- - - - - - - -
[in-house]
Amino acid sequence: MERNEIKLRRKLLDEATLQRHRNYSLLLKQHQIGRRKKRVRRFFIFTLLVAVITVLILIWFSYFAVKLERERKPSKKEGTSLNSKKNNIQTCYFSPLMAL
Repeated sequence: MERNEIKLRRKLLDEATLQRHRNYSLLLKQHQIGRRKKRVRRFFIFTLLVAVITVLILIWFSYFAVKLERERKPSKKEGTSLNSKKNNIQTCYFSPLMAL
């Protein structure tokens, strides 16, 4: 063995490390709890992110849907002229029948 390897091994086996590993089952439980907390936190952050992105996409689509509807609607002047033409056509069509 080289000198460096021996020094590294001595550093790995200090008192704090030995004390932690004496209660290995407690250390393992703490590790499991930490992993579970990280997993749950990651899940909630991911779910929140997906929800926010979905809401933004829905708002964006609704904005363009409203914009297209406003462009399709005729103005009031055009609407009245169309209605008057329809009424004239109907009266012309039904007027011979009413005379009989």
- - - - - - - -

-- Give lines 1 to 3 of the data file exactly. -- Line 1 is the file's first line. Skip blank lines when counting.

[in-house]
Amino acid sequence: MERNEIKLRRKLLDEATLQRHRNYSLLLKQHQIGRRKKRVRRFFIFTLLVAVITVLILIWFSYFAVKLERERKPSKKEGTSLNSKKNNIQTCYFSPLMAL
Repeated sequence: MERNEIKLRRKLLDEATLQRHRNYSLLLKQHQIGRRKKRVRRFFIFTLLVAVITVLILIWFSYFAVKLERERKPSKKEGTSLNSKKNNIQTCYFSPLMAL